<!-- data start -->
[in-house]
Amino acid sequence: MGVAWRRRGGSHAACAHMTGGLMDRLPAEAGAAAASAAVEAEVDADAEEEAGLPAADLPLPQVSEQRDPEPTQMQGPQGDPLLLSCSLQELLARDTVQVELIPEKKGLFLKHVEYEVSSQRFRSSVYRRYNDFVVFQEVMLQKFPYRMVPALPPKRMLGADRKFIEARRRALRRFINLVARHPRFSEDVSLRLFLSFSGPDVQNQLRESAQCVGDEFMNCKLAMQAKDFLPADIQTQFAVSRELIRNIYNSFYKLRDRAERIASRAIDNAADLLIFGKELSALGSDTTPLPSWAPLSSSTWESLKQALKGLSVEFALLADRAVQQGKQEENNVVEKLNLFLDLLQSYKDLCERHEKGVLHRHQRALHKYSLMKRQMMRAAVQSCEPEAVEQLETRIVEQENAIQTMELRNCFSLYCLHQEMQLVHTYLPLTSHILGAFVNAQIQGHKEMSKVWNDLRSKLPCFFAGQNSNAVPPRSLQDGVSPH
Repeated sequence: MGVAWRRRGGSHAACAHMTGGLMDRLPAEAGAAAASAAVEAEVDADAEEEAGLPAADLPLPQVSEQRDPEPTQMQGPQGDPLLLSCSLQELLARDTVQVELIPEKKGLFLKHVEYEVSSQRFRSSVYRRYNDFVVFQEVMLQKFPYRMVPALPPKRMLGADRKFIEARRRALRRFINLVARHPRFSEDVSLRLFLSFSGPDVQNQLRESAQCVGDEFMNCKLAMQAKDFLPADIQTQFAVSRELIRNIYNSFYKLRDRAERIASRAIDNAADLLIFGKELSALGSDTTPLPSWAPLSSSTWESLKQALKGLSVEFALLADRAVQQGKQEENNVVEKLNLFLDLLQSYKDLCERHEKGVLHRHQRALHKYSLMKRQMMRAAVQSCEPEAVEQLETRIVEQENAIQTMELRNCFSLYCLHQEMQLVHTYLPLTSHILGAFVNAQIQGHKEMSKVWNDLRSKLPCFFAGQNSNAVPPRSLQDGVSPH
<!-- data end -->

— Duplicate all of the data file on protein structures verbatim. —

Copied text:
[in-house]
Amino acid sequence: MGVAWRRRGGSHAACAHMTGGLMDRLPAEAGAAAASAAVEAEVDADAEEEAGLPAADLPLPQVSEQRDPEPTQMQGPQGDPLLLSCSLQELLARDTVQVELIPEKKGLFLKHVEYEVSSQRFRSSVYRRYNDFVVFQEVMLQKFPYRMVPALPPKRMLGADRKFIEARRRALRRFINLVARHPRFSEDVSLRLFLSFSGPDVQNQLRESAQCVGDEFMNCKLAMQAKDFLPADIQTQFAVSRELIRNIYNSFYKLRDRAERIASRAIDNAADLLIFGKELSALGSDTTPLPSWAPLSSSTWESLKQALKGLSVEFALLADRAVQQGKQEENNVVEKLNLFLDLLQSYKDLCERHEKGVLHRHQRALHKYSLMKRQMMRAAVQSCEPEAVEQLETRIVEQENAIQTMELRNCFSLYCLHQEMQLVHTYLPLTSHILGAFVNAQIQGHKEMSKVWNDLRSKLPCFFAGQNSNAVPPRSLQDGVSPH
Repeated sequence: MGVAWRRRGGSHAACAHMTGGLMDRLPAEAGAAAASAAVEAEVDADAEEEAGLPAADLPLPQVSEQRDPEPTQMQGPQGDPLLLSCSLQELLARDTVQVELIPEKKGLFLKHVEYEVSSQRFRSSVYRRYNDFVVFQEVMLQKFPYRMVPALPPKRMLGADRKFIEARRRALRRFINLVARHPRFSEDVSLRLFLSFSGPDVQNQLRESAQCVGDEFMNCKLAMQAKDFLPADIQTQFAVSRELIRNIYNSFYKLRDRAERIASRAIDNAADLLIFGKELSALGSDTTPLPSWAPLSSSTWESLKQALKGLSVEFALLADRAVQQGKQEENNVVEKLNLFLDLLQSYKDLCERHEKGVLHRHQRALHKYSLMKRQMMRAAVQSCEPEAVEQLETRIVEQENAIQTMELRNCFSLYCLHQEMQLVHTYLPLTSHILGAFVNAQIQGHKEMSKVWNDLRSKLPCFFAGQNSNAVPPRSLQDGVSPH